On Thursday (Nov. 3) a mysterious blue ribbon of light appeared in the skies over Abisko, a small village in the heart of Swedish Lapland.
"Our team of photographers has been photographing the night sky for more than a decade and this event was unlike anything we have ever seen," said Chad Blakley, the director of the aurora tour company Lights over Lapland.
At first, skywatchers believed it was an aurora, albeit a very strange one. But as the minutes passed they watched the blue light remain stationary — a stark contrast to the green aurora dancing around it. It was then they realized the blue glow was something rather unique.
The northern lights, or aurora borealis, are caused when energized particles from the sun slam into Earth's upper atmosphere — the ionosphere — and are redirected towards the poles by Earth's magnetic field. The colors are dictated by the chemical composition of Earth's atmosphere, with green produced by oxygen molecules and red by nitrogen.
Knowing this was no ordinary aurora, Blakley reached out to experts in the field to try and ascertain what could be causing the strange light show.
"My first port of call was Dr. Tony Phillips of spaceweather.com," said Blakley. "Dr Phillips is an old friend of mine, and he was as puzzled by the blue glow as I was."
According to Blakely, Phillips continued to reach out to other experts in the field and eventually came to the conclusion that the odd blue aurora was possibly caused by a Russian submarine testing ICBMs (Intercontinental ballistic missiles).
Several news reports from the Eurasian Times and Reuters reported that on the same day as the blue "aurora", Russia had successfully test-fired a Bulava ballistic missile from the Russian nuclear-powered submarine Generalissimus Suvorov in the White Sea.
This isn't the first time a missile test has possibly caused such a strange "aurora" light show. According to spaceweather.com on Oct. 27, 2017, similar blue ribbons were observed in the skies above the Arctic Circle, after Russia launched a number of missiles during a battle drill.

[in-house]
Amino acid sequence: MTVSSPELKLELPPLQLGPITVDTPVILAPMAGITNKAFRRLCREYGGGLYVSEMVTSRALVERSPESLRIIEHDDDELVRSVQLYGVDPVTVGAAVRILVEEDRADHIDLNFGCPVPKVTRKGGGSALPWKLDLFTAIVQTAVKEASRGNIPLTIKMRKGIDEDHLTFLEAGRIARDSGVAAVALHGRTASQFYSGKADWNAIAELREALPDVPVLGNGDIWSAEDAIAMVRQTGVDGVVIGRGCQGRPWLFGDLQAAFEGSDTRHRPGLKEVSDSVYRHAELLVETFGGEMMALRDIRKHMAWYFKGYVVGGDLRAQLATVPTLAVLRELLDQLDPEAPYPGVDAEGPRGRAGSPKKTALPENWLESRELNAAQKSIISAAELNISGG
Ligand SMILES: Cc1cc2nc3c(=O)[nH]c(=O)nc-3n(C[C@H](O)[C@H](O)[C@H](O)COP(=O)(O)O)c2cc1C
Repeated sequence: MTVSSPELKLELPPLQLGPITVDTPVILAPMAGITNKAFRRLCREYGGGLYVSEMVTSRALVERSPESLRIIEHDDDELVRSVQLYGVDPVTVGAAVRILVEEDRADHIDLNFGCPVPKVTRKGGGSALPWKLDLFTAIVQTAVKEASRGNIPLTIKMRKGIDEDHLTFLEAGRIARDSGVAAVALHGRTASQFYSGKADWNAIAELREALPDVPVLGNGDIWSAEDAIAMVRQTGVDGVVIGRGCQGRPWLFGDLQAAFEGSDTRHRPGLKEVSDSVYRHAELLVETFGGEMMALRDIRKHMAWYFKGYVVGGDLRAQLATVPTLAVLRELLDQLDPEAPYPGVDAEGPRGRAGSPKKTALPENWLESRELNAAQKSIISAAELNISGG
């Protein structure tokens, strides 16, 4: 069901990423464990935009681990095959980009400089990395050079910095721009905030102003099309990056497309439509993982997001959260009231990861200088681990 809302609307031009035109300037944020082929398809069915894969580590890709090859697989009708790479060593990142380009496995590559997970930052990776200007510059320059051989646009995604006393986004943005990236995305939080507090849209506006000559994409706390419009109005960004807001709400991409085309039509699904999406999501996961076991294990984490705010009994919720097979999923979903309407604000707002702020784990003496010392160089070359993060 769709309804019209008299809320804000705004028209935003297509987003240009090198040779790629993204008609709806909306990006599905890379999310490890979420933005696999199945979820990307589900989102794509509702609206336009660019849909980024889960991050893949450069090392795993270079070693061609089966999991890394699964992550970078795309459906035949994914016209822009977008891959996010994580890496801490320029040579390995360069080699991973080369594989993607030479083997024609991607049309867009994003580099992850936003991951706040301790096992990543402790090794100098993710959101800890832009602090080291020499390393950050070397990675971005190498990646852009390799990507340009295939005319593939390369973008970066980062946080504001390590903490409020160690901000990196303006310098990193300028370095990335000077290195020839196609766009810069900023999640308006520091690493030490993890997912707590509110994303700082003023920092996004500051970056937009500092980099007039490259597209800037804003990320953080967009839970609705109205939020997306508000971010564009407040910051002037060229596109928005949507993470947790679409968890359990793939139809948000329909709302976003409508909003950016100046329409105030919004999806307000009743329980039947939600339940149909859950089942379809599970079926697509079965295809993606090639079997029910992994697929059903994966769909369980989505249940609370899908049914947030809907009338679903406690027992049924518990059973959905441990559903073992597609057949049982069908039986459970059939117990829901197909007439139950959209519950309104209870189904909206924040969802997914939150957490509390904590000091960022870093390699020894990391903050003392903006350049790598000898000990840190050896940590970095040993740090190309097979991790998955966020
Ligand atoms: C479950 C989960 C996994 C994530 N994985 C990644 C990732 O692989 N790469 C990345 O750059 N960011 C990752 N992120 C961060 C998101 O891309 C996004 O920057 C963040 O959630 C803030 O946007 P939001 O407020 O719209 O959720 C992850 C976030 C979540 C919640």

If you hope to see the northern lights yourself, check out our guide on where and how to photograph the aurora. And if you're hoping to capture them on camera, consider our picks for the best equipment for aurora photography and how to edit aurora photos. If you need equipment, our roundups for the best cameras for astrophotography and best lenses for astrophotography can help make sure you're ready for the next aurora event.
Unable to attend an aurora light show in person? Light over Lapland also hosts the longest-running aurora webcam on Earth. It has been capturing still images of the night sky every five seconds for more than a decade. You can view images from this webcam and also a real-time high-definition aurora webcam on their website.
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Daisy Dobrijevic joined Space.com in February 2022 having previously worked for our sister publication All About Space magazine as a staff writer. Before joining us, Daisy completed an editorial internship with the BBC Sky at Night Magazine and worked at the National Space Centre in Leicester, U.K., where she enjoyed communicating space science to the public. In 2021, Daisy completed a PhD in plant physiology and also holds a Master's in Environmental Science, she is currently based in Nottingham, U.K.